Patient privacy and tranquility reduce stress and promote healing.
According to Jain Malkin, a founding member of the Center for Health Design’s board of directors and an authority on healing environments: “the environment can influence the healing process.”1
Recent studies have shown that excessive noise, glare and lack of privacy can create stress in patients of all ages, which significantly impedes the healing process. As more and more studies link the physical environment of hospitals to health outcomes, hospitals are increasingly looking to create more tranquil patient spaces.
Spurred on by HIPAA regulations – all aspects of patient privacy have become a driving force in healthcare design. A desire to better manage privacy with private spaces and easily adjustable vision control options in patient rooms, nurse’s stations and surgical areas gives patients a sense of control which significantly decreases stress. Patients need privacy and nurses need adjustable visibility into patient areas in order to monitor them. Louvered glazing that can be controlled from both sides at nursing stations and in patient rooms lets patients and nurses manage visibility as required.
Better control over lighting and glare
There are two types of lighting or glare that can penetrate a patient’s space – exterior daylight and interior light from adjacent spaces. For an optimal healing environment it is important to better manage or filter light from any external sources.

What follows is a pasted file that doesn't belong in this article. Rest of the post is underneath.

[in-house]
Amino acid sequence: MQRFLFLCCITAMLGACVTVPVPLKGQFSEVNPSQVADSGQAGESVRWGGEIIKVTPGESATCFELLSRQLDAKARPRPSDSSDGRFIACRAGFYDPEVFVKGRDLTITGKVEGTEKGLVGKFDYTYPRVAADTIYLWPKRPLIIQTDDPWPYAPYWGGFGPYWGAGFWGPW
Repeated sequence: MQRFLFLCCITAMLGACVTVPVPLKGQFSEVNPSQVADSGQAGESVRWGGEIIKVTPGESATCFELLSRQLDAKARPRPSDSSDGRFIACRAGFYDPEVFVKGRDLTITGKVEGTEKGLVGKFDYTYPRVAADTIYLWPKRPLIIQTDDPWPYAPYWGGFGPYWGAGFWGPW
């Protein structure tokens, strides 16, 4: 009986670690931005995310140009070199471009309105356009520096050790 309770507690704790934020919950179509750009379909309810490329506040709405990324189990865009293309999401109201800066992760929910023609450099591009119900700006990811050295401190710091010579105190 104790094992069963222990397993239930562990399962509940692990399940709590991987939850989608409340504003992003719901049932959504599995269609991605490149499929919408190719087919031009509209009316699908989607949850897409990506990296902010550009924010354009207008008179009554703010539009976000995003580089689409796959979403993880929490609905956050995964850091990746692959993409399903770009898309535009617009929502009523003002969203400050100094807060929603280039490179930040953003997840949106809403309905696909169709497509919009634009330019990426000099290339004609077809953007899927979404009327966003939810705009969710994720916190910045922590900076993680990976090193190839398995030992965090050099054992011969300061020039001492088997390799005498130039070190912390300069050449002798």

There is a direct correlation between patient moods and sunlight. Typically patients in properly sunlit rooms will be less stressed, less depressed and have shorter stays. To avoid uncomfortable glare or solar heat gain, external glazing needs to have adjustable daylight filters. Integrated louvers or blinds in exterior windows will allow for flexible control over daylight.
For interior doors and windows, it is essential to be able to control light transmission from hallways or other adjacent rooms into ICUs and patient recovery spaces. Bright lights tend to amplify stress. Louvers or blinds within glass are ideal for light filtering or darkening as needed.
Reduced infection risk
Hospitals have traditionally used curtains and blinds for adjustable privacy. The downside of these solutions is the accumulation of dust and dirt, and the need for constant cleaning and maintenance. Infection risk adds stress levels to both patients and medical staff. Blinds or louvers that are hermetically sealed in glass dramatically improve hygiene, while offering a maintenance-free vision and daylight control solution.
To heal properly you need calm and quiet. Studies indicate that excessive noise can induce stress in both adults and babies. Hospitals are increasingly stipulating sound attenuation design features for improved tranquility. Good design approaches reduce noise by employing sound-absorbing floors, ceilings and doors and windows. With increased airspace thicknesses, louvered glazing ensures sound wave barriers to significantly reduce noise and speed up patient recovery.
For more information on how leading hospitals are implementing more stress-free healing environments, read about how:
- Baltimore’s Mercy Medical Center Neonatal Intensive Care Unit (NICU) creates a more stress-free environment for its tiniest patients
- Critically ill children benefit from enhanced privacy elements at Lurie Children’s Hospital in Chicago
1 Malkin J. Healthcare Design Approaches the Millenium. Interior Expressions. November 1998.